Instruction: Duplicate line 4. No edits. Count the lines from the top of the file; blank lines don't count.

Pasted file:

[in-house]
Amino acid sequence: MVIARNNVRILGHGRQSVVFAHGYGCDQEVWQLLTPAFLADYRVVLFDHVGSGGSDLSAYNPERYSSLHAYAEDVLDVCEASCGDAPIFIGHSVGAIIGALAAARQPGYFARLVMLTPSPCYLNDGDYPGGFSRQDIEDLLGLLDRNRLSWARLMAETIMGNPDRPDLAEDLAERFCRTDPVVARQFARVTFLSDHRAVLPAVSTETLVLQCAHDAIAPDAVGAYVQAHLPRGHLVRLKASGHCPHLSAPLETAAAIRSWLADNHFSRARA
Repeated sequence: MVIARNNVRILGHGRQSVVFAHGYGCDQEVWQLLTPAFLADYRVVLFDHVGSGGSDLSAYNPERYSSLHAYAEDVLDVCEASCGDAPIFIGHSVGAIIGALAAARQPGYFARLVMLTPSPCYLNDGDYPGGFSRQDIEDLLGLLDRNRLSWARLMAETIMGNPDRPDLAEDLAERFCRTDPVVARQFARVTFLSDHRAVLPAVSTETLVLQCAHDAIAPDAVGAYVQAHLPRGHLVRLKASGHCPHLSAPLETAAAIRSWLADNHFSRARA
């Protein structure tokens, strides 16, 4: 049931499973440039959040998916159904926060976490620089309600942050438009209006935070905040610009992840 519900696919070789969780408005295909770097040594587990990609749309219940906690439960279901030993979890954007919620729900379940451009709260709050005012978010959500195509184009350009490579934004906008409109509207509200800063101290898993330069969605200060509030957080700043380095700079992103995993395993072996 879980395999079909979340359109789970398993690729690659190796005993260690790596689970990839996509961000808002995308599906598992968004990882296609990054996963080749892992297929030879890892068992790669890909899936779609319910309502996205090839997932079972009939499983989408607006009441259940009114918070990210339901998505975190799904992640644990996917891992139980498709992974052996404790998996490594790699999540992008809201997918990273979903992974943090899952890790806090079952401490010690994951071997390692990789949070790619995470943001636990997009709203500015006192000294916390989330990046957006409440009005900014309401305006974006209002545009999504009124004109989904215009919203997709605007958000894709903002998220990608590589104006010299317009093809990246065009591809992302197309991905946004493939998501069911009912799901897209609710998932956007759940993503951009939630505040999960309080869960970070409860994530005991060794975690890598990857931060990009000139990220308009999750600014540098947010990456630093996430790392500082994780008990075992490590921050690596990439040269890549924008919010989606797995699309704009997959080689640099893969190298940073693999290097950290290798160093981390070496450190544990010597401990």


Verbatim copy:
């Protein structure tokens, strides 16, 4: 049931499973440039959040998916159904926060976490620089309600942050438009209006935070905040610009992840 519900696919070789969780408005295909770097040594587990990609749309219940906690439960279901030993979890954007919620729900379940451009709260709050005012978010959500195509184009350009490579934004906008409109509207509200800063101290898993330069969605200060509030957080700043380095700079992103995993395993072996 879980395999079909979340359109789970398993690729690659190796005993260690790596689970990839996509961000808002995308599906598992968004990882296609990054996963080749892992297929030879890892068992790669890909899936779609319910309502996205090839997932079972009939499983989408607006009441259940009114918070990210339901998505975190799904992640644990996917891992139980498709992974052996404790998996490594790699999540992008809201997918990273979903992974943090899952890790806090079952401490010690994951071997390692990789949070790619995470943001636990997009709203500015006192000294916390989330990046957006409440009005900014309401305006974006209002545009999504009124004109989904215009919203997709605007958000894709903002998220990608590589104006010299317009093809990246065009591809992302197309991905946004493939998501069911009912799901897209609710998932956007759940993503951009939630505040999960309080869960970070409860994530005991060794975690890598990857931060990009000139990220308009999750600014540098947010990456630093996430790392500082994780008990075992490590921050690596990439040269890549924008919010989606797995699309704009997959080689640099893969190298940073693999290097950290290798160093981390070496450190544990010597401990």